Although I’m able to turn pages and make good use of my BookChair, there are times that I would rather read on the computer. This is mainly because of neck trouble and trying to learn C++; getting the keyboard out of the way, setting the book on the keyboard table, turning the pages and hoping Dragon doesn’t pick that up, and glancing up and down from the book to the screen make it a little more cumbersome than I would like. I’ve been thinking it would be nice to just vocally switch windows; read the book on the screen, then go into Win32Pad to dictate some code.
It turns out that I can potentially do that now using Amazon’s Kindle for PC application, which is free (with the exception of the books, of course). I hadn’t had very high hopes for the application’s accessibility, considering that Amazon isn’t great with it (see the lack of captioning for Unbox video products). However, it’s actually not that bad. (Better with Vocola commands, which I will create shortly.) While all buttons must be accessed by mouse commands, actually reading isn’t a bad experience at all.
C++ without Fear was not available for Kindle, but C++ Primer Plus was, so I downloaded a free sample to test how Kindle PC would work with Dragon. To open a book, mousegrid to the Home button (yay, verbing nouns) and click it if it’s not already highlighted. Then, by the same method, double click the book icon. The clicking isn’t as tedious as it sounds because the buttons are large; the grid doesn’t require much narrowing. To turn pages, say “Go left” [previous page] or “go right” [next page]. Up and down do the same thing respectively. To turn multiple pages, say “Go <direction> <number>.”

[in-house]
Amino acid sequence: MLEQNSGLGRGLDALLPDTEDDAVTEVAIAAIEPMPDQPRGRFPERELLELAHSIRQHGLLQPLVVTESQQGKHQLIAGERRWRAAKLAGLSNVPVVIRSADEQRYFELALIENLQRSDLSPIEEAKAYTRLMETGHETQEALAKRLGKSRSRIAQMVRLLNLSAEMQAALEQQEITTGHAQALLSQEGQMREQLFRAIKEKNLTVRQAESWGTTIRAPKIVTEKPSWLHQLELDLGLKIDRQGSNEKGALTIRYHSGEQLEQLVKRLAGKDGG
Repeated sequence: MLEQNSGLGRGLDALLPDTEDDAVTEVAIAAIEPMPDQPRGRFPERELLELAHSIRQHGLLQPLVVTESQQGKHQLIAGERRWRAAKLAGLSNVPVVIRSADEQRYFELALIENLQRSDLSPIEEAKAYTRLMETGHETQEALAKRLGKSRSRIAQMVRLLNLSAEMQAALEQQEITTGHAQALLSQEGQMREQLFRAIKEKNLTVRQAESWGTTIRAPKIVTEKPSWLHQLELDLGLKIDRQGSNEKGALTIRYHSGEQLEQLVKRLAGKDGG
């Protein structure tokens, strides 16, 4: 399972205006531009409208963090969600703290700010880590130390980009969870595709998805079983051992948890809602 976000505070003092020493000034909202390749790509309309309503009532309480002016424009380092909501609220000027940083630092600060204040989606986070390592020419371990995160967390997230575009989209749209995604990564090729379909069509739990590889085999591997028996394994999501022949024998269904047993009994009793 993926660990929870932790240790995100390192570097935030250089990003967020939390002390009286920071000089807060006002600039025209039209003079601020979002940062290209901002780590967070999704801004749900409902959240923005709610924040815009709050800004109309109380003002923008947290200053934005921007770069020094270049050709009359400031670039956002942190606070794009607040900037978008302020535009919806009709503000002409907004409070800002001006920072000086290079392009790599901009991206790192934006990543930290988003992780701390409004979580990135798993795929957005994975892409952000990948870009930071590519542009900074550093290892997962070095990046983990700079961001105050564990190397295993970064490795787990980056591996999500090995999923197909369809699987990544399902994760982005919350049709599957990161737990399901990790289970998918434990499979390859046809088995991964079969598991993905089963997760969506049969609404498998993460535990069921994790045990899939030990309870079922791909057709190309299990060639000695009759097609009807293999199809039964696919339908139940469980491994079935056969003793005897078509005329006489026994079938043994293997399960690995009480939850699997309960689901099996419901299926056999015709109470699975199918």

Text is very clear, and there is a button to adjust the font size. There are also a Go To and a Bookmark button, but Kindle PC already saves your last position when you exit, so that you can open the book where you left off. Note that I didn’t say page number — Kindle sometimes doesn’t use them. That somewhat disorients me, but for something like a programming text I suppose it would keep me from getting overwhelmed. That is, seeing 20% read looks more encouraging than “Oh god, I have 900 pages left. Dammit I’m slow!”.
At the moment you can’t create notes, unfortunately. (UPDATE: Now it can. You can’t copy text, for understandable reasons, but that sucks for a programming book. I do wish there could be a PDF style layout option, by which I mean the possibility of an autoscroll feature. Kindle PC is nowhere near perfect, but it is passable.